Pray for the surviving people of the Philippines.
Tragically, there could have been no way that “absolute bedlam” would NOT have been part of the dire aftermath of weather colossus hurricane Haiyan / Yolanda, given the power and ferocity with which it made landfall. There are many news outlets reporting that hurricane Haiyan may be the largest and worst hurricane to ever make landfall in the history of reporting such weather events. The devastation wrought by this storm has dwarfed what took place in the United States during hurricane Katrina and hurricane Sandy.
What’s so unnerving about such monstrously huge, life altering weather events is that every two or three years the “next big one” is so much larger than the “last big one” that one wonders where it will all end. We seem to be moving out of the known universe of scale measurement regarding ocean origin storms, and into new and utterly unknown territory. I hate to remind readers [ as I am known to harp on this subject incessantly ] BUT one of the known signs and precursors of a full crustal displacement pole shift event is “ever increasing, larger and more violent storms.” That phenomenon is precisely what we are witnessing in the opening decades of the 21st century.
The scale and scope of ever more enormous annual “super storms” is now becoming a possible and plausible threat to all life on all continental coastlines. Those who would argue that fact are not living in actuality with the rest of us.
When the next “hurricane Katrina” or “hurricane Sandy” strikes the US east coast, it will no doubt kill and masticate all living beings within a huge radius along the eastern US seaboard. What we are sickened to witness with the horrific tragic event in the Philippines wrought by hurricane Haiyan is bound to happen to the US east coast sooner or later. Such an event could not only cripple the nation’s infrastructure for weeks on end, it could cause the United States to become vulnerable to an attack in the aftermath.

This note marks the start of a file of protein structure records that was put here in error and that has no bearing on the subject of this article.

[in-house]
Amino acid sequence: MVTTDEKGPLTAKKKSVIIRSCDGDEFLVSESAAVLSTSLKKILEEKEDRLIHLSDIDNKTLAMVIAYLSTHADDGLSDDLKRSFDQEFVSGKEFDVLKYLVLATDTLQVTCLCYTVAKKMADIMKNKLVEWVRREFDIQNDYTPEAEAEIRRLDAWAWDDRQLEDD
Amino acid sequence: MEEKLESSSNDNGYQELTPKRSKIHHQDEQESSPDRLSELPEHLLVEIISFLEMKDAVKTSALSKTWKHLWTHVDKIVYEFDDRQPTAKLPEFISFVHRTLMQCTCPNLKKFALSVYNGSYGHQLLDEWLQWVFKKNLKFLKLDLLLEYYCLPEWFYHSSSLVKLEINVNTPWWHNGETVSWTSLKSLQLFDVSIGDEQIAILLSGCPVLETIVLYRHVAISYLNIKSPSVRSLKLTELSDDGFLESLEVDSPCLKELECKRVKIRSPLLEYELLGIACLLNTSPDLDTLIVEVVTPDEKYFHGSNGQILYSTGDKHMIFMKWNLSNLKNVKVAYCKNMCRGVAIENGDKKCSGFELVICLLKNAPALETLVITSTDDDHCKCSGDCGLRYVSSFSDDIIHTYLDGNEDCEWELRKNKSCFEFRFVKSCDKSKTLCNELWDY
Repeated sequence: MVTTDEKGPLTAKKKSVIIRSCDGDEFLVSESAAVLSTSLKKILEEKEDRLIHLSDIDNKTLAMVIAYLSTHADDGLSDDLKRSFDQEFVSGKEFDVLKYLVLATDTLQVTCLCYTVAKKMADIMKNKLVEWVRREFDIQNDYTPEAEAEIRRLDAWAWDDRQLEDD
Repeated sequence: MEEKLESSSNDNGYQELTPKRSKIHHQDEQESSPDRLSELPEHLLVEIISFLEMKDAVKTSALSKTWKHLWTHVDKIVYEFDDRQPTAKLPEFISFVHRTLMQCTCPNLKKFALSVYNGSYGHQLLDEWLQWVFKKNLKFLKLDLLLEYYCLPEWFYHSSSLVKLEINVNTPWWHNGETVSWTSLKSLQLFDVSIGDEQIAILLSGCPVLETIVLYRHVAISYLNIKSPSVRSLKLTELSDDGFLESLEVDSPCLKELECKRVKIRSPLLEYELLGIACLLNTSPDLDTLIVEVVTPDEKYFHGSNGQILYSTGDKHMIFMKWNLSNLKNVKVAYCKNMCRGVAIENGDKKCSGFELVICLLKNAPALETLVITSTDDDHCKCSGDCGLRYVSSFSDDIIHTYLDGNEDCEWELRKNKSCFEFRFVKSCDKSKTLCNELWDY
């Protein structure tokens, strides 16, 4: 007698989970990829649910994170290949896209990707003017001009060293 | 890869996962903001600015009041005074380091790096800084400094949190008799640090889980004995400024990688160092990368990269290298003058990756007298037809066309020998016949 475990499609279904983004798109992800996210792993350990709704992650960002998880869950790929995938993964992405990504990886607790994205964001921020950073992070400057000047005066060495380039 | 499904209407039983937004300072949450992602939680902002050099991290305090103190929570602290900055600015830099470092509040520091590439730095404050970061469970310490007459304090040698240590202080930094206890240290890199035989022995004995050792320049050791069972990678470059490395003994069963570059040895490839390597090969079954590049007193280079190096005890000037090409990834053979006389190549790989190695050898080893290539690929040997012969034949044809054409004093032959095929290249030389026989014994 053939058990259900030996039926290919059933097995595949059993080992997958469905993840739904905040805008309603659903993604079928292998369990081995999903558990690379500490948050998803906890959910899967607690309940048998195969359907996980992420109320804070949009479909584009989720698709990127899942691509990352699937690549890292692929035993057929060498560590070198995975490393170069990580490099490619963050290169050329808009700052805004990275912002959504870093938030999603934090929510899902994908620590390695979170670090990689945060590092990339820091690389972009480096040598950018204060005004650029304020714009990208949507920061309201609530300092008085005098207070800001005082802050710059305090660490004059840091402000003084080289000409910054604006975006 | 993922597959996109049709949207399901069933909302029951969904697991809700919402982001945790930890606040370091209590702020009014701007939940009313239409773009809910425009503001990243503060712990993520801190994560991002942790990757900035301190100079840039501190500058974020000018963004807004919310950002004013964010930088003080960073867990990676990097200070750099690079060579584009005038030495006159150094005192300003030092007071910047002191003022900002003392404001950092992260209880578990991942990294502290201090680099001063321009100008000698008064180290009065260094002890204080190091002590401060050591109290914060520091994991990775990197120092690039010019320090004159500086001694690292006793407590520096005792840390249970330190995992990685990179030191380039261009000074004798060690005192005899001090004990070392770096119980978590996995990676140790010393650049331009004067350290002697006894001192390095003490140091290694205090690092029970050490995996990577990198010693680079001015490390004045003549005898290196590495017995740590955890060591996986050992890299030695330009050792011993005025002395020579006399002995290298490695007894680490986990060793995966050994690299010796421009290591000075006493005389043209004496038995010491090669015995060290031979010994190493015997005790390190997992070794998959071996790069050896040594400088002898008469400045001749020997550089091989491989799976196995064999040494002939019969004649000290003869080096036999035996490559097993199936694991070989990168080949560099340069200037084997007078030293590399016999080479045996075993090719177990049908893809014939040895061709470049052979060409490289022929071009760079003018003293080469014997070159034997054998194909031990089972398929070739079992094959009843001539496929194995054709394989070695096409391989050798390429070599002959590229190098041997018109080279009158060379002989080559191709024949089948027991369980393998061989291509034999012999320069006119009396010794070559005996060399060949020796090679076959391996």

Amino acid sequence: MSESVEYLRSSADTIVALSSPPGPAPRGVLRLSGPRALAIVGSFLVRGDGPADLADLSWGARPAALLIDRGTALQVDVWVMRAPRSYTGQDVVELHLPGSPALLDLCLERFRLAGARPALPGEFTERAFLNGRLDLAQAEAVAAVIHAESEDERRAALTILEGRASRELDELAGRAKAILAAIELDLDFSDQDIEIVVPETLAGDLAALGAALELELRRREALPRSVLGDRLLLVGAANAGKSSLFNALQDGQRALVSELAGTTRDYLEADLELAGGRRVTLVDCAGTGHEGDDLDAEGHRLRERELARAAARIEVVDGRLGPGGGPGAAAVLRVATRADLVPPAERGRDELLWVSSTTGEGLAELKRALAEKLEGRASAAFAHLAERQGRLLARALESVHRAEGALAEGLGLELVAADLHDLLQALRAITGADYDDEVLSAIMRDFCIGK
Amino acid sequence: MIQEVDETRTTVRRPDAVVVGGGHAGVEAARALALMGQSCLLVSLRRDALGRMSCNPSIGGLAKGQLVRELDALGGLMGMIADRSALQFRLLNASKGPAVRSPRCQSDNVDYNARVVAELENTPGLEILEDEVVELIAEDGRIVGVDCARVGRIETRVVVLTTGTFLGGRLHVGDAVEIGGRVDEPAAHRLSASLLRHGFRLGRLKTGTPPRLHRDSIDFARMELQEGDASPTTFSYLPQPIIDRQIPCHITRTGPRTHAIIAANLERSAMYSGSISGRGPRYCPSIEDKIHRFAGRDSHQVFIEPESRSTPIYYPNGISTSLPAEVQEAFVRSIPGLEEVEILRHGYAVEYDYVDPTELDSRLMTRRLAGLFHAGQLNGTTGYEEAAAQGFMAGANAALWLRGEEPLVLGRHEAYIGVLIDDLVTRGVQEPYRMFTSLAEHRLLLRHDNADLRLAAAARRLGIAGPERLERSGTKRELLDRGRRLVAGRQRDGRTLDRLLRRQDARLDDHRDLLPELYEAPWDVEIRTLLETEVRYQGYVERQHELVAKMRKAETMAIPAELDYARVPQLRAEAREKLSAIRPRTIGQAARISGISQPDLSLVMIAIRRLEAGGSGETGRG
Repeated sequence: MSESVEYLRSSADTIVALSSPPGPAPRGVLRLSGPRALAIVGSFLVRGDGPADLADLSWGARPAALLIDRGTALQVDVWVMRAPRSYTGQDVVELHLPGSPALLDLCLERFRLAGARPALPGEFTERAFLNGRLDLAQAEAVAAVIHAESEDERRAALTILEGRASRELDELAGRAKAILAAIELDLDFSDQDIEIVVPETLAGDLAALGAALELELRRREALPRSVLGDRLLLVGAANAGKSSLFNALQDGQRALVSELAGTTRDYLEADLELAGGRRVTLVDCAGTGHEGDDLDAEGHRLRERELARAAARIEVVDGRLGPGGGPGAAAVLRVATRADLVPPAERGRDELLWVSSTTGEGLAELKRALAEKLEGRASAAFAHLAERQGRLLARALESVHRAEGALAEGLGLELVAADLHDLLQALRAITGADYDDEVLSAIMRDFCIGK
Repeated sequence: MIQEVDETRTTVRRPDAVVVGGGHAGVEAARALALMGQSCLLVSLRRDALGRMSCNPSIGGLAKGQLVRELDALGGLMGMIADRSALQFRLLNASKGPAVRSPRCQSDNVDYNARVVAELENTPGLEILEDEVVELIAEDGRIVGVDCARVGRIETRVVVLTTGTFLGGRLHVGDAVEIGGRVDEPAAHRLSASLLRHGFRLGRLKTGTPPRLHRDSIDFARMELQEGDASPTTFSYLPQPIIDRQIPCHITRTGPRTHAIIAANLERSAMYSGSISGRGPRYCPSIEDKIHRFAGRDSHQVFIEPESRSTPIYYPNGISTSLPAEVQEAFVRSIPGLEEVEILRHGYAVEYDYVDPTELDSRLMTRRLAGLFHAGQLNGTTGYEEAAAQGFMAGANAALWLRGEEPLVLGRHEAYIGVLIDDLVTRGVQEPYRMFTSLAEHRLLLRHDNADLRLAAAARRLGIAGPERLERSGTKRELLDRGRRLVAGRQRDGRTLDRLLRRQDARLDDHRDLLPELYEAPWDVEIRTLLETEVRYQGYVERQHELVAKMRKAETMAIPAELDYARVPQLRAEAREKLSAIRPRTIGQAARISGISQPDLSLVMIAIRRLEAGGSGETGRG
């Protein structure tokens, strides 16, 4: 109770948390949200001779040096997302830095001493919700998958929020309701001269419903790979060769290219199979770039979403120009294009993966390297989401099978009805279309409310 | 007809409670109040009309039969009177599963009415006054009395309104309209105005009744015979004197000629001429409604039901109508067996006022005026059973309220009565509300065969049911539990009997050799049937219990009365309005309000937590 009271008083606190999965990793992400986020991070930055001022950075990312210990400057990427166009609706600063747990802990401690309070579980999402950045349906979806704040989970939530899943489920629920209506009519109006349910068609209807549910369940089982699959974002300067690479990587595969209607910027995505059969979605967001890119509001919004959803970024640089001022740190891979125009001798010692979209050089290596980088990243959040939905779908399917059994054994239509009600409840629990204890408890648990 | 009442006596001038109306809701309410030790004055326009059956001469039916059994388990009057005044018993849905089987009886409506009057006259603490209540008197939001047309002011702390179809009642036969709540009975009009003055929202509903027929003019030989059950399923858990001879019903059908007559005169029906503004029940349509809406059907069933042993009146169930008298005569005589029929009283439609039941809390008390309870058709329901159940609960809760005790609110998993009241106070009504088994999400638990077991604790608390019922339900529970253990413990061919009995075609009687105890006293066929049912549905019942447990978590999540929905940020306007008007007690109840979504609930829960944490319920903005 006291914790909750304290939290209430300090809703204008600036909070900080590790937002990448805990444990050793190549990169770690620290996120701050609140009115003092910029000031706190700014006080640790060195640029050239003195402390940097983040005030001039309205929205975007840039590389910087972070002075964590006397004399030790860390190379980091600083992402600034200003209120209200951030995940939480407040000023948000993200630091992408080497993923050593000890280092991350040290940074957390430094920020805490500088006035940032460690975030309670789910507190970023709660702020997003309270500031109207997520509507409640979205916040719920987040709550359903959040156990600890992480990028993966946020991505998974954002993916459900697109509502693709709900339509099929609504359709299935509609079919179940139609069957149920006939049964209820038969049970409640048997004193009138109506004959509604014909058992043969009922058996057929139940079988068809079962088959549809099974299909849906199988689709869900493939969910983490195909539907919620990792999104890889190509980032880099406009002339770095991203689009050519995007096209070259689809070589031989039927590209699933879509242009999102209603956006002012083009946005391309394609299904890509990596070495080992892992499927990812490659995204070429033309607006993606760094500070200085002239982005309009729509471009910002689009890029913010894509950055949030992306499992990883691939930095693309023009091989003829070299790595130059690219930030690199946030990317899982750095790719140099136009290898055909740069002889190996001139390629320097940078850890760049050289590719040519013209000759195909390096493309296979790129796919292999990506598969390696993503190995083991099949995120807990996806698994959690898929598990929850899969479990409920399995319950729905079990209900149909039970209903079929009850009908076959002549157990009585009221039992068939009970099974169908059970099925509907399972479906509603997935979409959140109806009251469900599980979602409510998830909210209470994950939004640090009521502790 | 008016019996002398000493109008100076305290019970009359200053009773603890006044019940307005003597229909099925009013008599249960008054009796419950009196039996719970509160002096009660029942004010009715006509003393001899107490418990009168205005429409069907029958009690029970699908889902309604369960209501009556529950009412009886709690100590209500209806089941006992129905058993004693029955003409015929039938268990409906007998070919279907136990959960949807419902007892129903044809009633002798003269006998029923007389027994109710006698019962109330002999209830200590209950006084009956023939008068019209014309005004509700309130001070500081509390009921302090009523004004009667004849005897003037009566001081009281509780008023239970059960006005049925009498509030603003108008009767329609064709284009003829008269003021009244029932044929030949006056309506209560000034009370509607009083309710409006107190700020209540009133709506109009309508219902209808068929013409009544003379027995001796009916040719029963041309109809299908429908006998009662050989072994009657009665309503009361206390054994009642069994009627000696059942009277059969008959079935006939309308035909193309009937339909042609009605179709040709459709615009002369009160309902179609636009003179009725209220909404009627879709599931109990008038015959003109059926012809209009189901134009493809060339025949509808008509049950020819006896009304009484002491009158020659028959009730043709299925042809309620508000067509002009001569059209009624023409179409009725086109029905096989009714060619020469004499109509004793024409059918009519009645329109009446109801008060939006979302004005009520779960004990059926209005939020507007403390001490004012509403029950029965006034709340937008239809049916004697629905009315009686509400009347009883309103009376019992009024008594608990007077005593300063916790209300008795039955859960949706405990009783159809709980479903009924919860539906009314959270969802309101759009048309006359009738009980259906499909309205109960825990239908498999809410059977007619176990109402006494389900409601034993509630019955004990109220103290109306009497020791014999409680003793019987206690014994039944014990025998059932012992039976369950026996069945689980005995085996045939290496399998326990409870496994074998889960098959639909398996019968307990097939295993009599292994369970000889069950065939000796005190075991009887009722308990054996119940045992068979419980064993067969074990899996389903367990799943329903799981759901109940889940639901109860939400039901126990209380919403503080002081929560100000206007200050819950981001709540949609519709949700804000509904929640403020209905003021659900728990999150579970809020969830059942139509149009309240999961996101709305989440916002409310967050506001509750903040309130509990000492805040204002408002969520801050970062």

Of course these are thoughts NO ONE wants to ever have to think, but we are now living in the age where the “unthinkable” can and might actually happen. Hurricane Sandy was the mother of all wake up calls for those living along the seaboard on the East Coast of the US. Now we witness the size, scale and unimaginable depth of devastation brought about by hurricane Haiyan. This is a teaching moment if ever here has been one for the people of the eastern United States, and that would include our own government.
Reports stated the initial storm itself brought an enormous wall of water more than 25 feet high [ 5 stories high ] directly over Tacloban, destroying and pulverizing everything in it’s path, including 80% of the city’s vital infrastructure. More than 10,000 people are feared dead in the flattened city of Tacloban alone, wrenching heart and emotions as one tries to fathom the sheer magnitude of this catastrophe.
A call has gone out to the major nations of the world for support, aid and supplies, but with no electricity for miles on end and a shattered splintered wrecked airport, those rendering aid are struggling to reach people in need.
Photos and videos tell the horrific story. WARNING: Some of these images and videos are quite graphic.
- Typhoon Haiyan: ‘bedlam’ as aid is looted in Philippines (thetimes.co.uk)
- Typhoon Haiyan: Moment of joy as baby born in devastated airport as aftermath reaches ‘bedlam’ (metro.co.uk)
- The head of the Red Cross in the Philippines has described the devastation caused by Typhoon Haiyan as “absolute bedlam”. (hhsgeographyellap.wordpress.com)
- Bodies in the streets, a plague of looters and 10,000 dead in one city alone: Filipinos struggle to cope with huge typhoon that was ‘like a tsunami’ (dailymail.co.uk)
- Video: Typhoon Haiyan aftermath: 10,000 feared dead in Philippines (cbsnews.com)
- Supertyphoon Haiyan – The Aftermath: Live Blog (world.time.com)
- Typhoon Haiyan (feastofthegoat.wordpress.com)
- Typhoon Haiyan: Corpses floated in water, hung in trees and lay in debris (independent.co.uk)
- Typhoon Haiyan leaves up to 10,000 dead in Philippines (globalnews.ca)